As your fix and flip business grows, you may encounter remodel projects you don’t feel comfortable doing yourself, or just don’t have time for. Especially if you’re holding projects as rentals, there may be times when you need something fixed unexpectedly. If you’re busy with other properties/projects, you might not be able to get to it yourself. It’s at these times when you might need to hire a contractor, even if you normally strive to do the repair work and remodels yourself. When you’re working on your fix and flip, there are a few basic Dos and Don’ts of working with contractors that can save you some headaches.
Depending on how many projects you have going on at any given time, you may have too much repair work to handle. When these types of situations occur, having a contractor at your disposal that you know you work well with is key. Many good contractors are too busy to schedule last-minute projects into their pipeline. Let’s look at these Dos and Don’ts.
Dos and Don’ts of Working With Contractors
Do your own research.
If you can, watch some YouTube videos or look at trade magazines to find similar projects, so you have an idea of what the scope of yours might be. It will help you understand your options, because sometimes there may be more than one way to complete a project, or you might have a special case that could be complicated. See if you can find an industry standard. There is no substitute for experience. The more projects under your belt, the more you will know.
This is almost a no-brainer. Ask your friends and family, for sure. But in particular, ask others in your fix and flip community who they use and what their past experiences are. Chances are they will be very eager to tell you about the great contractors as well as the poor ones. Even if you get a glowing review from someone you trust, take the time to interview that contractor and make sure their communication style as well as their availability works for you.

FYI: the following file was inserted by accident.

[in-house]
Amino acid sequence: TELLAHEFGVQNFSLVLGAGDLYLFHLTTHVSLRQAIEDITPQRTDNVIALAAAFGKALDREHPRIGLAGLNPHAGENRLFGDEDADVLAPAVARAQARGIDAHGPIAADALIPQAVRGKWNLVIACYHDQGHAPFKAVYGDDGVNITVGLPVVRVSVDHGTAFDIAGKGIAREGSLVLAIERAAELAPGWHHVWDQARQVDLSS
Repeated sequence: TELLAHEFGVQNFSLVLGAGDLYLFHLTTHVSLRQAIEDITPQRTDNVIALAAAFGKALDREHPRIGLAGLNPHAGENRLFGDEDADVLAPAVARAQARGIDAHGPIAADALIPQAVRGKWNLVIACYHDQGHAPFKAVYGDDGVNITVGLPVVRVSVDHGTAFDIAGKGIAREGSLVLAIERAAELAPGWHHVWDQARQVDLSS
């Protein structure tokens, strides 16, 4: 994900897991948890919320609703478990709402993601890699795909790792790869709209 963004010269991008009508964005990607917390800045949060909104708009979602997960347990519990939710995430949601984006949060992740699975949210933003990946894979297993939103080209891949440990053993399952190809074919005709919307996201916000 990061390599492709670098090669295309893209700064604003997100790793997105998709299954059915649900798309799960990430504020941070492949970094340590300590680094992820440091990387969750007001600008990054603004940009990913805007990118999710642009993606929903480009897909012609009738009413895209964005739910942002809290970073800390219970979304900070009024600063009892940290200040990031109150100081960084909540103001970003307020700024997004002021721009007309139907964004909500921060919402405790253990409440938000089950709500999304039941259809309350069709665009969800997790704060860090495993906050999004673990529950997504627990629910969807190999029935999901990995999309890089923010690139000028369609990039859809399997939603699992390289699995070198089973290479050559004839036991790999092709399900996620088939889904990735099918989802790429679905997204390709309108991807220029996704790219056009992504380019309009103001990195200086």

Ask how long the project will take.
Rather than just getting a quote to “do the work,” make sure you know how long they expect the job to take. If a quote has a high amount of labor because they are charging for four days for work when your research shows it can be done in two, this could be a red flag. Remember, time is money, and its important to keep your project on track.
Don’t hire the cheapest contractor.
Do get competitive bids, but don’t necessarily hire the cheapest one automatically. There could be reasons behind the cheapness. What materials will they be using? Have they done this type of work before? Make sure the estimate covers ALL costs, so that you won’t be surprised by hidden fees later on. Some unscrupulous contractors vastly underbid others to get work, then pile on the fees that homeowners weren’t expecting. These extra fees could cover material changes, additional labor, clean up, preparation to begin work, or any change to the scope of the work.
Don’t pay for work up front.
It is not a good idea to pay for work up front. You may be asked to pay a 10% sign-on fee as a good faith payment that you agree to hire this particular contractor for this work. You may agree to payments as the job progresses. If the contractor says they need payment up front to purchase the materials, this could be a red flag. A reputable contractor has the assets to cover cost of materials and labor upon starting a job. If they don’t, they could be close to going out of business or just not a reliable company.
Don’t agree to work without a contract.
The contract details the work to be provided. Even for small jobs, this will protect you in case something does not work out as planned.